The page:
Wednesday, April 27, 2011

Perseverance in the 21st Century

Slate’s Jurisprudence page is the only part of the online magazine I keep on my site aggregator, and that’s so I can read dahlia Lithwick’s columns. Only NPR’s Nina Totenberg can breath life into descriptions of legal arguments as well as Ms. Lithwick, who consistently treads the fine line between objectivity and showing her political inclinations. (The Beloved Spouse has called her my intellectual mistress, and we refer to her by her first name around the house.) I stand second to no man in my admiration of her gifts and insight. (Her husband excluded, hopefully.)

She sure blew it today, though.

The question is not whether the Defense of Marriage Act deserves adequate and enthusiastic representation in court. of course it does, no matter how reprehensible I may find it. Flawed as it is, ardent advocacy is the best hope we have for our judicial system, be it for individuals, corporations, or laws like DOMA. (It would be nice if judges refrained from some of the advocacy, having supposedly left that behind when they ascended to the bench, but that’s a different post.)
The issue here is who’s at fault for King & Spalding’s refusal to provide that advocacy after agreeing to do so, after scathing attacks by a gay rights group. Ms. Lithwick blames the gay rights folks for going too far and placing King & Spalding in a position where keeping on with the DOMA case would cost them clients and money.

The gay rights group may have gone too far; that’s a different argument, too. The villains here are still King & Spalding, who folded under pressure. It’s not hard to see what kind of advocacy anyone could expect from them. They’ll support you so long as your fees bring in more money than they lose on those who disagree. Then you’re on your own. Quite the idealistic image for law students to aspire to.

I don’t suppose you’ll see many pictures of Thurgood Marshall or Morris Dees in those offices. You know, lawyers who’d take on a client and stand up for him, whether the firm agreed with his position or not.

I doubt the ACLU will be hiring these guys for anything in the near future. Kudos to Paul Clement for resigning.

Tuesday, April 05, 2011

My Fantasy

No, it doesn’t involve Elle MacPherson.

My middle-aged adult male fantasy is to win the lottery.

Not for the money.

Well, yeah, for the money, but because the money would allow me to act on this fantasy. (It still doesn’t involve Elle MacPherson.)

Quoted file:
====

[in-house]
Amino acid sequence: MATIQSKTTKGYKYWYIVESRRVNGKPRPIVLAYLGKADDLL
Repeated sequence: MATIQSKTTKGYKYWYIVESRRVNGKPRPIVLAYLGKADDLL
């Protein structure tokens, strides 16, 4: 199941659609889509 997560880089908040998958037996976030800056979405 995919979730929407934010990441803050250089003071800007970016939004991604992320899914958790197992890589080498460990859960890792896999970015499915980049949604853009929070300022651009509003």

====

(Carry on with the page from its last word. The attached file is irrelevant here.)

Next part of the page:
I want to win enough money so I can write a check for a million dollars. (Picture Dr. Evil saying it. “One millllion dollars.”) Make it out to the Democratic National Committee. Get DNC Chairman Tim Kaine on the phone. (Damn right he’ll take that call.) I’ll ask for a meeting with him, Bob Menendez (Senatorial Campaign Committee Chairman), and Chris Van Hollen (House Campaign Committee Chairman). They can name the time and place. They’re busy men, and I’ll be retired by then. (You think I’d work with a million dollars to throw around? Really?)

So the four of us are in the room and I take out the check. Show it to them. Certified check, the bank vouches for it. Lay it on the table between us and tell them they can leave with it, spend it how they want, on one condition:

Tell me why the fuck they deserve it. How they’re Democrats, not Republican Lite. And who they plan on running for president. If I don’t like the answers, the I’ll tear the check up and give the money to the likeliest primary challenger to Barack Obama, aka The Mole.

See Glenn Greenwald’s piece in Salon for detailed reasons.

Okay, Elle can come if she wants.

Sunday, April 03, 2011

But They Probably Know Dick Cheney’s Undisclosed Location

Fox News has a hard-earned reputation for faulty research and negligible fact checking. Now it appears their virtually invisible standards have moved into the sports department.

During Saturday’s Yankees-Tigers game, Tim McCarver—who needs no help from researchers to say something stupid—noted that Derek Jeter was close to becoming only the seventh player to get 3,000 hits for the same team. That didn’t sound right to me, so I did one Google search (3,000 hits same team) and took the first hit that came up.

Here’s the actual list:

Paul Waner,  Honus Wagner, Roberto Clemente, Stan Musial, Carl Yastrzemski, Cal Ripken, Jr., George Brett, Robin Yount, Tony Gwynn, Al Kaline.

For those of you scoring at home, that’s ten.

(Note three Pirates on the list. Yes, Virginia, there was a time when Pittsburgh did baseball right.)

America in Microcosm

The economic and political problems confronting this country are well summed up in this tale of two friends.